(Photo by JnL )
Skipping the Walmart lineup, Toronto lawyer Kate Macdonald shops for her wheaten terrier, Liffie, at Global Pet Foods. At almost two years old, Liffie has only been fed one type of food: a specialty mix advertised as “fresh duck, chicken, lamb, whole eggs and real Wisconsin cheese.”
“She was fed Fromm’s Puppy by the breeder when she was first born. The breeder recommended it for nutritional reasons, and we have stuck with it.”
Now that Liffie is an adult dog, Macdonald buys the Adult formula Fromm pet food about every three months. That decision costs her around $300 a year, contributing to the reported $6.5 billion industry surrounding pets. A 33lb bag of Fromm’s adult gold dog food retails for $75. For a slightly larger bag at 35 lb, Alpo cookout classics goes for only $23.63 at Walmart.
In fact, the most significant difference between Alpo and Fromm’s is their price.
Marion Nestle and Maldon C. Nesheim argue in their book, Feed Your Pet Right that the first five ingredients listed on a bag of dog food are generally the same. This means that the bag of dog food from the grocery store is just as nutritious as the premium pet store brand that claims it is organic, uses only whole chicken breast, and is gluten free.
Alpo cookout classics advertises itself as using pork, chicken, veggie, and steak. Fromm’s Gold dog food is labelled as using real ingredients with added probiotic that is said to help aid digestion and salmon oil for a healthy dog coat. All of these ingredients could be part of a human diet.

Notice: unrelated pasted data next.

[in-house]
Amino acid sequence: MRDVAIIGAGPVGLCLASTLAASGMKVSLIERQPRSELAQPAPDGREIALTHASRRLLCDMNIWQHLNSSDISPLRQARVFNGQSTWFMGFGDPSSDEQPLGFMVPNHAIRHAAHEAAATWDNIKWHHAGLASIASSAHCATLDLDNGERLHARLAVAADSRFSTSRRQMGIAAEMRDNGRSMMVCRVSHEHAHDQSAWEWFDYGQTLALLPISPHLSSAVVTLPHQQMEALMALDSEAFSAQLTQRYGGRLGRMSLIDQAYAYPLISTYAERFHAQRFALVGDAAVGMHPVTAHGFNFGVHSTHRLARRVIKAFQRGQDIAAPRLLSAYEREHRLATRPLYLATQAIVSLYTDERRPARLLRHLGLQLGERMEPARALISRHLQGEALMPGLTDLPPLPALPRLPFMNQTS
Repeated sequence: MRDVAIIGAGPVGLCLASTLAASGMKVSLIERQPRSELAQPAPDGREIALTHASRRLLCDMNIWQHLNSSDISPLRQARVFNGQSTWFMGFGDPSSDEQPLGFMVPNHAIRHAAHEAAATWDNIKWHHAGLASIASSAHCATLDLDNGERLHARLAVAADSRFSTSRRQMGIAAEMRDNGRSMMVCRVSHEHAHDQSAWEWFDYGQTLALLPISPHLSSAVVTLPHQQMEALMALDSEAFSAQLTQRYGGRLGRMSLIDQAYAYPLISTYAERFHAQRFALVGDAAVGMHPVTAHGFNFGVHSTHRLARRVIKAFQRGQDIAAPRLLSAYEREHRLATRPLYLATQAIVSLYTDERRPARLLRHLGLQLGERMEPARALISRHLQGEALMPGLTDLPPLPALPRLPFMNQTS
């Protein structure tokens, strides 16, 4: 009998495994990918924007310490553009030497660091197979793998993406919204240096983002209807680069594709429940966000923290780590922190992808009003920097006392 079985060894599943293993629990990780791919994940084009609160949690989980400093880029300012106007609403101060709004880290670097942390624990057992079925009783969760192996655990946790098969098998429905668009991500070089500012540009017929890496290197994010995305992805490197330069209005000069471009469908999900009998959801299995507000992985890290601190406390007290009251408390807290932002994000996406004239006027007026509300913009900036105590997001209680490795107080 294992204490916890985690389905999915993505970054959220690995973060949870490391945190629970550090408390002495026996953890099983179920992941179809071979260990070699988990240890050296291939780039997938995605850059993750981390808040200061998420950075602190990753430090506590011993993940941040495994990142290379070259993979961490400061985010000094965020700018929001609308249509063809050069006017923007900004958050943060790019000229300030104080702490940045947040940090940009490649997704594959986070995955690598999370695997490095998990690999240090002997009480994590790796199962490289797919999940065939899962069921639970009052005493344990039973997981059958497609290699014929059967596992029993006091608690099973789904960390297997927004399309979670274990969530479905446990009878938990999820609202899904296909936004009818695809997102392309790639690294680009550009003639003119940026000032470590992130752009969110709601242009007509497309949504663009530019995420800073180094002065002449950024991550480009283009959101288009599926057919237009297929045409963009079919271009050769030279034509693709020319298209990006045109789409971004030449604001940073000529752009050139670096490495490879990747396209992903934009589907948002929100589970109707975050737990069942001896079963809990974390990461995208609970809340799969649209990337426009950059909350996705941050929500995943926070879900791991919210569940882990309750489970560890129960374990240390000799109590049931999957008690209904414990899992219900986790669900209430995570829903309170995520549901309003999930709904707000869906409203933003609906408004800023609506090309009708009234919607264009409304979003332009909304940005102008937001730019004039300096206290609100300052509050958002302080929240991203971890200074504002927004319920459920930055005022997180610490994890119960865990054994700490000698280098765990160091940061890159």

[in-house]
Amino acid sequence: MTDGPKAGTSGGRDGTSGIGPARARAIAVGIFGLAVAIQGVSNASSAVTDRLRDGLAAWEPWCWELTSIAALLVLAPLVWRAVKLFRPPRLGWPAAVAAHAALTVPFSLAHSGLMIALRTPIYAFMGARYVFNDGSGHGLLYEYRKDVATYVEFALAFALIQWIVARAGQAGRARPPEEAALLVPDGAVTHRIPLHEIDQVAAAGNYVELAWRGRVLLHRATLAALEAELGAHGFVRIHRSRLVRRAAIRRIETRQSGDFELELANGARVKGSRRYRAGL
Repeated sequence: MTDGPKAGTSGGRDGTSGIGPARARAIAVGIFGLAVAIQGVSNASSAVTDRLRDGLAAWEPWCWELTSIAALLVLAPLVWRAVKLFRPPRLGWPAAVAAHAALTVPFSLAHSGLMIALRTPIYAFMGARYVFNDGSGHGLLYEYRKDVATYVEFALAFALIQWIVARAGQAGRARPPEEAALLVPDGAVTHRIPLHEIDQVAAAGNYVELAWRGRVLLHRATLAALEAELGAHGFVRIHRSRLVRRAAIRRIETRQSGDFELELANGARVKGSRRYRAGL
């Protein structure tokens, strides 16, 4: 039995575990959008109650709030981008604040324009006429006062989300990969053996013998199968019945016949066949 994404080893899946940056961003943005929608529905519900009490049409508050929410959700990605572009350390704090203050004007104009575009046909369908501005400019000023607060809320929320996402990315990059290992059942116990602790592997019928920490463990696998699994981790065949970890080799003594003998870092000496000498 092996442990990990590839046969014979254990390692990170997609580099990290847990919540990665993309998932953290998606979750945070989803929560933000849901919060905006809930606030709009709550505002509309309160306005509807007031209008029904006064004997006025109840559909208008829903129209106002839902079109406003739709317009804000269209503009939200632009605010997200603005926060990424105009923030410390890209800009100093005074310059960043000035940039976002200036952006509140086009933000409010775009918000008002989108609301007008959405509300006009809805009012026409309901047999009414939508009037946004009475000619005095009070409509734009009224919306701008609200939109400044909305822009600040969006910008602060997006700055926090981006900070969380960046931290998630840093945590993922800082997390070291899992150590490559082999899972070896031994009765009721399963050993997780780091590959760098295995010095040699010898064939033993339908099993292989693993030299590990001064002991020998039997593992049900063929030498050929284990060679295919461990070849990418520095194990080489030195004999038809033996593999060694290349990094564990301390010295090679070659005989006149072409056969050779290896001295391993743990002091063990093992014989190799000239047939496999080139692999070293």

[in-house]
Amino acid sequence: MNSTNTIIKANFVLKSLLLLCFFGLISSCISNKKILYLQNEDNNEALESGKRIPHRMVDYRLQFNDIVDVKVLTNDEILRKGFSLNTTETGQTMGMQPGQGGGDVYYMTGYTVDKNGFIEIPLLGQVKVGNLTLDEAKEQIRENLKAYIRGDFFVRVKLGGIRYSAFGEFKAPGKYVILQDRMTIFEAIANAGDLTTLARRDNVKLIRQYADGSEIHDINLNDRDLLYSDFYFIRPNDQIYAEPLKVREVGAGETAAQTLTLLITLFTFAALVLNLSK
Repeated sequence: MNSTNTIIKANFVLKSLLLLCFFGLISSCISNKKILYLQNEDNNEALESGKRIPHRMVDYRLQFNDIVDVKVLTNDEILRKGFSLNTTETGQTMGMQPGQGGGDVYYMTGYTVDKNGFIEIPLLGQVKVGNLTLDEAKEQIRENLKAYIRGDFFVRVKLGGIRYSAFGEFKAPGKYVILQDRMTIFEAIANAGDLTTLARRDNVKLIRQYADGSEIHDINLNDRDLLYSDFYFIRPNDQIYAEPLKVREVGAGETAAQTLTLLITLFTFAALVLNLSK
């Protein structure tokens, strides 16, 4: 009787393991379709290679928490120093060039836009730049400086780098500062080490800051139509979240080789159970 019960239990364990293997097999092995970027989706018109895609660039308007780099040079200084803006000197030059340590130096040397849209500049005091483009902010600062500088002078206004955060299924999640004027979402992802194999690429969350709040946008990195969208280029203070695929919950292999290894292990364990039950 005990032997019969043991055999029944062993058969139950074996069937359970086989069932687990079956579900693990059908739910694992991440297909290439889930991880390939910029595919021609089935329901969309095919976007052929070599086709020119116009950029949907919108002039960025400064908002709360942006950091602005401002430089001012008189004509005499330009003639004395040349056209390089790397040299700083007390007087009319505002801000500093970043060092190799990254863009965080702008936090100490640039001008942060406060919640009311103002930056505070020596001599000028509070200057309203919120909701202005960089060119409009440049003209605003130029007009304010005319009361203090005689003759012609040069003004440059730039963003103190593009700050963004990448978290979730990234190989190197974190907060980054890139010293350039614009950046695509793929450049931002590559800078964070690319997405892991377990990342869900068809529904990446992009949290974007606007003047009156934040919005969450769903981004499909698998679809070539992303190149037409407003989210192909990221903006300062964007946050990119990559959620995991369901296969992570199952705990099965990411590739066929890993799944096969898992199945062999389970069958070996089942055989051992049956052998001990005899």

Even more common in pet stores are the presence of dog foods that advertise health claims like the presence of antioxidants, glucosamine, and chondroitin. None of these ingredients have been tested for their value to dogs, so it comes down to owner to decide whether or not they think the added health benefit is helpful.
Nestle and Nesheim argue that these health claims are impossible to verify.
“…The industry that makes pet foods is unusually closed and secretive. We were refused many requests to visit and hardly any industry representatives agreed to talk to us on the record.”
Fromm’s Gold is an exception to the many manufacturers who prefer to keep their business behind closed doors. Fromm’s advertises itself as FDA approved and says it is made within a USDA-inspected plant.
Although Food and Drug Administration requires that pet food follow certain nutritional guidelines, the Canadian government does not assess animal food. Manufacturers are responsible for making sure their products are quality.
There is however a NGO formed to help moderate manufacturers in Canada. The Pet Food Association of Canada (PFAC) represents pet food manufacturers and asks each one to follow guidelines.
The standards set by PFAC are similar to the American guidelines, which means it prohibits the use of dangerous content and must meet animals’ nutritional needs.
The Pet Industry Joint Advisory Council of Canada reports that about one half of all Canadian households has some kind of pet in 2012.
Though the health benefits between premium dog food and grocery store brands go unnoticed, Macdonald seeing Liffie as a part of her family will continue to pay the difference.